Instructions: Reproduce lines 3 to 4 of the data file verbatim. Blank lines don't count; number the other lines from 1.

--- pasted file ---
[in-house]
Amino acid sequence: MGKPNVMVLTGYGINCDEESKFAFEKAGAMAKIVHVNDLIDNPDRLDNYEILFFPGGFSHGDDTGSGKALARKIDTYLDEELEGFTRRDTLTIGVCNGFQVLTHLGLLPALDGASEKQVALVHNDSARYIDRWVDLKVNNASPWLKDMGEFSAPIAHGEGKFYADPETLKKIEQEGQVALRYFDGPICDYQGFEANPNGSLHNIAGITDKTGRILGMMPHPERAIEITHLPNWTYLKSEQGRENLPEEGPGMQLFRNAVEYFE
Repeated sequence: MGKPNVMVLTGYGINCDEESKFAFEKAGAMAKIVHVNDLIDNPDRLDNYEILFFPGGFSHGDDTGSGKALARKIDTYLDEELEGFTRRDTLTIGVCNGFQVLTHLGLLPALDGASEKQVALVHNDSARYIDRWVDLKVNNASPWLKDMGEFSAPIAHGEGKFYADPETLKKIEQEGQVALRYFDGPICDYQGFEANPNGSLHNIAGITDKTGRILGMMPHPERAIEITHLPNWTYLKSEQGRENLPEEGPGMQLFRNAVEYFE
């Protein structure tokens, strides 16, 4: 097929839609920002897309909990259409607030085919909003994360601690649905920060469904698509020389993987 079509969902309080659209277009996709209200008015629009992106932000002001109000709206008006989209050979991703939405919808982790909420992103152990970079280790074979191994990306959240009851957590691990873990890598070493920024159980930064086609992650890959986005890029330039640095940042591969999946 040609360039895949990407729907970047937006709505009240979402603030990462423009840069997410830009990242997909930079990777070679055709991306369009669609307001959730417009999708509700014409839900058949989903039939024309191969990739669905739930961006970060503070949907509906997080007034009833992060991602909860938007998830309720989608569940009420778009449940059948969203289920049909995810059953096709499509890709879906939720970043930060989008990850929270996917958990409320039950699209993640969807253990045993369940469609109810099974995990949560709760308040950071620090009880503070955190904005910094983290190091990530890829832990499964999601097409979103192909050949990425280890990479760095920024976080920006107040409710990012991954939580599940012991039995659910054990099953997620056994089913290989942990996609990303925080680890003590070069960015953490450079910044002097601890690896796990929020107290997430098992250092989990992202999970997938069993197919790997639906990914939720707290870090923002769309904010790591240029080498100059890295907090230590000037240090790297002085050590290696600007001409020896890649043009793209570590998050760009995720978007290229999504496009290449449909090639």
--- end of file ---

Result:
Repeated sequence: MGKPNVMVLTGYGINCDEESKFAFEKAGAMAKIVHVNDLIDNPDRLDNYEILFFPGGFSHGDDTGSGKALARKIDTYLDEELEGFTRRDTLTIGVCNGFQVLTHLGLLPALDGASEKQVALVHNDSARYIDRWVDLKVNNASPWLKDMGEFSAPIAHGEGKFYADPETLKKIEQEGQVALRYFDGPICDYQGFEANPNGSLHNIAGITDKTGRILGMMPHPERAIEITHLPNWTYLKSEQGRENLPEEGPGMQLFRNAVEYFE
């Protein structure tokens, strides 16, 4: 097929839609920002897309909990259409607030085919909003994360601690649905920060469904698509020389993987 079509969902309080659209277009996709209200008015629009992106932000002001109000709206008006989209050979991703939405919808982790909420992103152990970079280790074979191994990306959240009851957590691990873990890598070493920024159980930064086609992650890959986005890029330039640095940042591969999946 040609360039895949990407729907970047937006709505009240979402603030990462423009840069997410830009990242997909930079990777070679055709991306369009669609307001959730417009999708509700014409839900058949989903039939024309191969990739669905739930961006970060503070949907509906997080007034009833992060991602909860938007998830309720989608569940009420778009449940059948969203289920049909995810059953096709499509890709879906939720970043930060989008990850929270996917958990409320039950699209993640969807253990045993369940469609109810099974995990949560709760308040950071620090009880503070955190904005910094983290190091990530890829832990499964999601097409979103192909050949990425280890990479760095920024976080920006107040409710990012991954939580599940012991039995659910054990099953997620056994089913290989942990996609990303925080680890003590070069960015953490450079910044002097601890690896796990929020107290997430098992250092989990992202999970997938069993197919790997639906990914939720707290870090923002769309904010790591240029080498100059890295907090230590000037240090790297002085050590290696600007001409020896890649043009793209570590998050760009995720978007290229999504496009290449449909090639």